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Cirencester Deer Park School

Cirencester Deer Park School

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Evidence-Informed Teaching

Researched-based, evidence-informed Teaching.

The Government’s White Paper ‘Educational Excellence Everywhere’, published in March 2016, emphasises the importance of building a strong, evidence-informed profession to help drive up standards in schools. Their objective ‘Fostering a world-leading, evidence-informed teaching profession’ further supports our involvement as a school in an Education Endowment Project that seeks to use research to improve classroom practice through practitioner-led inquiry.     

Throughout this academic year teachers at Cirencester Deer Park School are exploring research around a few key areas (learning strands) that we are seeking to develop our practice in:

  • Disadvantaged pupils
  • Feedback
  • Homework for Progress
  • Memory for Learning
  • Metacognition.

Colleagues have identified an area of practice within their own classroom teaching to explore.  Working in groups based on the above learning strands, they have been reading a range of research based on this specific area. Colleagues will then be applying aspects of the research that they read to their individual classroom practice. They will be collecting evidence on any differences observed as a consequence of adapting their classroom practice and this will then be shared with other staff members, to ensure effective dissemination of good practice.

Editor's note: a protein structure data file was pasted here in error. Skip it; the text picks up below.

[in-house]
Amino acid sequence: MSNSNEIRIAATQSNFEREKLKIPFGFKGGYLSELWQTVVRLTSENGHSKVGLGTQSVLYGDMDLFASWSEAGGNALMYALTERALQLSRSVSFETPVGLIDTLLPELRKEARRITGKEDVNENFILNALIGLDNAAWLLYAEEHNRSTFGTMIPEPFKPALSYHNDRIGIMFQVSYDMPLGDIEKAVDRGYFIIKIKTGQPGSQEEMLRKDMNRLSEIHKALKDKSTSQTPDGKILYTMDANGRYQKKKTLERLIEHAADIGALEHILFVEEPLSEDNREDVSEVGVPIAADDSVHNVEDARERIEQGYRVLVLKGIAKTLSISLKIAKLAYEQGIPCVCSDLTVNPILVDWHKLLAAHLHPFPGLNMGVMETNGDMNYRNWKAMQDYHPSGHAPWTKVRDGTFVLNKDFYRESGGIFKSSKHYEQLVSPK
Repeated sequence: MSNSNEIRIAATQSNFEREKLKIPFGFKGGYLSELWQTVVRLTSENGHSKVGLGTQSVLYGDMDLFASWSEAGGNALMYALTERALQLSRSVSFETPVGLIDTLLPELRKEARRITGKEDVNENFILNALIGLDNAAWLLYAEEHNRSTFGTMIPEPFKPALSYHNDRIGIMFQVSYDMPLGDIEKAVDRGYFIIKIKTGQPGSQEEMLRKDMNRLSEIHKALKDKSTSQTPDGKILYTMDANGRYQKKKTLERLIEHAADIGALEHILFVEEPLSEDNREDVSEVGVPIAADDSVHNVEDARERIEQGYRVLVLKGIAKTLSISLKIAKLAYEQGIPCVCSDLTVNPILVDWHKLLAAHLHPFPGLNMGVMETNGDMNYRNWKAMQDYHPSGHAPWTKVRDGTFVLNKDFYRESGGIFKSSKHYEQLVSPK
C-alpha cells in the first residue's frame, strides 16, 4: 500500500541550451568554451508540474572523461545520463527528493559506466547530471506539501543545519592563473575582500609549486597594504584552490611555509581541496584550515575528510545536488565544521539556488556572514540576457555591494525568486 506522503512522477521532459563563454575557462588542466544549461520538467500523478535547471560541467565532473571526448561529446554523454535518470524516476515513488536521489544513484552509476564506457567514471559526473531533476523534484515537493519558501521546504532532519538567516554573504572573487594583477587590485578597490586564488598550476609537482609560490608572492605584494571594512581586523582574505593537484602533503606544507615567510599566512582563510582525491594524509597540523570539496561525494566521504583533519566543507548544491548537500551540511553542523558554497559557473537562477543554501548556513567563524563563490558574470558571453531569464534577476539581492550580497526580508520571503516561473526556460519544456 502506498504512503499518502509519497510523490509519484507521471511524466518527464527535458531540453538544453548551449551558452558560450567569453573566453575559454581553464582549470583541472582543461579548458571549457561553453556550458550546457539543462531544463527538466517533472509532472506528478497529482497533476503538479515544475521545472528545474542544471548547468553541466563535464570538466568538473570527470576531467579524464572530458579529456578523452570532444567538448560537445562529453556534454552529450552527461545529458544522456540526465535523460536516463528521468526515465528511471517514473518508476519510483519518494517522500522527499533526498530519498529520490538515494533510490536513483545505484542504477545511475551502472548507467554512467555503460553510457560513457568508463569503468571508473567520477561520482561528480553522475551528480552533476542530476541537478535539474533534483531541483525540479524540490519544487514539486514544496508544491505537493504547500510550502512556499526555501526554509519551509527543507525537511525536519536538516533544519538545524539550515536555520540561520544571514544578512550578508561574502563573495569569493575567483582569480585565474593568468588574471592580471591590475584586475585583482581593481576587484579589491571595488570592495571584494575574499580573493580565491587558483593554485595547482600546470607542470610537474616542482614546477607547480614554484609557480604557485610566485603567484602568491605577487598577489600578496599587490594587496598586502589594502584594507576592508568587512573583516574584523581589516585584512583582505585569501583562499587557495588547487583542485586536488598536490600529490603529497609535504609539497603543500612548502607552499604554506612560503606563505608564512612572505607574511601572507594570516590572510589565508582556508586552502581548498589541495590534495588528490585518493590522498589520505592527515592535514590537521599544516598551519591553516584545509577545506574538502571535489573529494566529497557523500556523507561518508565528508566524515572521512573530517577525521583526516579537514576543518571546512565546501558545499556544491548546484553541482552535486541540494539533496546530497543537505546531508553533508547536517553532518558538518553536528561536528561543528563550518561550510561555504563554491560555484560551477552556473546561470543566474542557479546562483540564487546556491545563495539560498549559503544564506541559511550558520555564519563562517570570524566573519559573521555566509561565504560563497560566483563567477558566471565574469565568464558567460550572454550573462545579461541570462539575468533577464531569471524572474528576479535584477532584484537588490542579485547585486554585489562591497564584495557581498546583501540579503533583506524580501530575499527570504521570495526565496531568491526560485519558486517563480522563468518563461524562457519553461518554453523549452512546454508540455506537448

Our staff are keen to develop their understanding of how children learn and develop new strategies to raise their progress. It has been encouraging to listen to their discussions about their reading within these research for learning groups. These have given some colleagues the confidence to try something new, evaluate its impact and refine their practice.

Ms Chiquita Henson, Headteacher

In 2013 the government commissioned a report on 'Building Evidence into Education' from Dr Ben Goldacre, in which he said, “There is a huge prize waiting to be claimed by teachers. By collecting better evidence about what works best, and establishing a culture where this evidence is used as a matter of routine, we can improve outcomes for children, and increase professional independence.” 

We hope that as we place an increased emphasis on using research-informed practice in classrooms we will see further improvement in the outcomes for our pupils at Deer Park School.

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